Letter from the Publisher

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Letter from the Publisher

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Spring is about to commence in Chicago, I think, maybe, hopefully, and it's the time of year that everything renews itself.

This issue marks the first anniversary of Retail Leader's launch, and I would like to thank the industry for its participation, our sponsors for their support and the Grocery Manufacturers Association for its partnership in this highly successful endeavor. In analyzing the critical issues of t

This issue presents a look back at 2012 and analyzes the most important developments in the food industry. In many ways, 2012 was the year of the independents, with promising growth experienced by grocery and c-stores.

This 2015 Leading Retailers issue highlights specific reasons and innovations that have garnered these premier companies well-earned recognition.

For much of the country winter is setting in, and that means re-adapting to winter driving. There's a metaphor here because winter driving can be nasty, just like the current global marketplace. And when you inevitably slide into that ice patch you have two choices: Hit the brakes, or step on it.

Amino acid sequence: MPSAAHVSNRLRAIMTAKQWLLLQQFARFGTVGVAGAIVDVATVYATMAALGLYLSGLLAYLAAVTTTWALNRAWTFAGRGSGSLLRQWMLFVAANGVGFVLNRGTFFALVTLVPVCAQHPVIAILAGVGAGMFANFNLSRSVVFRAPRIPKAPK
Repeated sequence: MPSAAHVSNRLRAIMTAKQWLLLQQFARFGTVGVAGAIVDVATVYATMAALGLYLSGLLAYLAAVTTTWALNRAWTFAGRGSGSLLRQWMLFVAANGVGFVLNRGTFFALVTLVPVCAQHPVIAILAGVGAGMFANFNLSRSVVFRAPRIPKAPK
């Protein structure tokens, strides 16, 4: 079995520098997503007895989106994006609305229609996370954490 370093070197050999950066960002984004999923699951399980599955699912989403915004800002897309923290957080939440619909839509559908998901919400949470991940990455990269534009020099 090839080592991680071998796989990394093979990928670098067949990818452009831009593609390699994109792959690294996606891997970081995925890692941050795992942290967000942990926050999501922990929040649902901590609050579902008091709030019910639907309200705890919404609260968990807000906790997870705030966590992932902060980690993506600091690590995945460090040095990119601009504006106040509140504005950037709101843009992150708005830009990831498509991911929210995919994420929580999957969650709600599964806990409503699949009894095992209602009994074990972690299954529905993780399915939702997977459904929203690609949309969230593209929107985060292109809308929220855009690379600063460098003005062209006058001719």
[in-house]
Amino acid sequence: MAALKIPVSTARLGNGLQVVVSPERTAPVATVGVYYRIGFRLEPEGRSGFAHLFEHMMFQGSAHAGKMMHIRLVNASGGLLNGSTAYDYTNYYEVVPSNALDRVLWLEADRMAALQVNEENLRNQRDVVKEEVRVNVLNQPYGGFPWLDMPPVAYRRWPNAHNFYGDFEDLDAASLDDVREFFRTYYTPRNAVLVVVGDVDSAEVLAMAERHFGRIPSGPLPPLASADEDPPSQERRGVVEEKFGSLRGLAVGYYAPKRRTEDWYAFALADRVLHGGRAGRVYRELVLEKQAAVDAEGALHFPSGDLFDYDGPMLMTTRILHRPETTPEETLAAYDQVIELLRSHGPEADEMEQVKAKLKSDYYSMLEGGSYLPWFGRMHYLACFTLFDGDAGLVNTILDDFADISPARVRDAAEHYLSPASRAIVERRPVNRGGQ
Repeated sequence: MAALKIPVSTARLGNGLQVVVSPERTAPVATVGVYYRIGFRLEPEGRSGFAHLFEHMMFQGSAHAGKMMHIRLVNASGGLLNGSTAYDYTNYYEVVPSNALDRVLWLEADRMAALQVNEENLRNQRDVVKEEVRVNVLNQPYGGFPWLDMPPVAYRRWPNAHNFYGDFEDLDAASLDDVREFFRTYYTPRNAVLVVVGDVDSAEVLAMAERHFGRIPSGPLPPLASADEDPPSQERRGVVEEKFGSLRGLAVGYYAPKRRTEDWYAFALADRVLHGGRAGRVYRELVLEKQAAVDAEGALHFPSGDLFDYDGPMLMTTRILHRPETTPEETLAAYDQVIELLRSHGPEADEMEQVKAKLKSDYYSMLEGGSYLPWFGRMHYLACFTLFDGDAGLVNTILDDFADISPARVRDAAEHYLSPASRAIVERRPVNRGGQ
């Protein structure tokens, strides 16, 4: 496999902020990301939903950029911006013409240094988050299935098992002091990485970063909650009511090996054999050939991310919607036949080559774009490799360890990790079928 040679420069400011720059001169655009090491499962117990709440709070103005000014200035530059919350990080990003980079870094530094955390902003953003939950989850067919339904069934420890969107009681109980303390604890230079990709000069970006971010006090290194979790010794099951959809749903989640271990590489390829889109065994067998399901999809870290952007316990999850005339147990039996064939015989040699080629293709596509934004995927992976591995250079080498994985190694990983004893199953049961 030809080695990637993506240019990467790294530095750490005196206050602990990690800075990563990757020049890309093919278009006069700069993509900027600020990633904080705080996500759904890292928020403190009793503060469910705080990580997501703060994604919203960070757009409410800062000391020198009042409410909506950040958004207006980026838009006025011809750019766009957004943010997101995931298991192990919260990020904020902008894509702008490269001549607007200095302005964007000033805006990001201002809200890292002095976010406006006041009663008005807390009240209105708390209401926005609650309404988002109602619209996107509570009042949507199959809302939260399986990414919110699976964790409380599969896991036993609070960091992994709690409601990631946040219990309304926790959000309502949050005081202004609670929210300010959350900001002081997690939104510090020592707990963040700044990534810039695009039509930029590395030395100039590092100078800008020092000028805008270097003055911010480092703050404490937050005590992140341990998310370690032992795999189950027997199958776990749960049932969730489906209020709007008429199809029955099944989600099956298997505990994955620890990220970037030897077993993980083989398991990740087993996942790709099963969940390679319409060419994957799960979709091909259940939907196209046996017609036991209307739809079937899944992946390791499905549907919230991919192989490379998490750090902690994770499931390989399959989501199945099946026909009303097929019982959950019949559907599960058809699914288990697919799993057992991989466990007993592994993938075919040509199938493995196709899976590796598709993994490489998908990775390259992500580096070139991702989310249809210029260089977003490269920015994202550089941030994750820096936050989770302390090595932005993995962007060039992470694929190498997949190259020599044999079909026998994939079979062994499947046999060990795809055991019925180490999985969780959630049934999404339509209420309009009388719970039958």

While I shopped at a couple of grocery stores recently, the differences between "shopper experience" were clearly evident. In one store, I was aimlessly looking for a product, but couldn't find anyone, anywhere, to direct me to it.

We've witnessed a major transformation of retail industry strategies during the past several years.

At the time you read this editorial, your company will be in the early stages of implementing your 2015 budget and business plan.

So, on my way back from the recent Stagnito Media's Hispanic 360 Conference in Las Vegas, I reflected on the many topics that had been discussed during that thought-provoking meeting.

According to our research, the major trends of interest to retail food companies include food safety, store brands, channel management, consumer perception of price/value relationships and nutrition, health and wellness.

Trends issues are especially interesting because they can predict and project what the future may look like, and because no one really knows, the prognosticators aren't really accountable.

We wish it was as easy when introducing a new product in the retail industry. Even the best of products, based on the traditional attribute of quality, generally stand only a 25 percent chance of succeeding.

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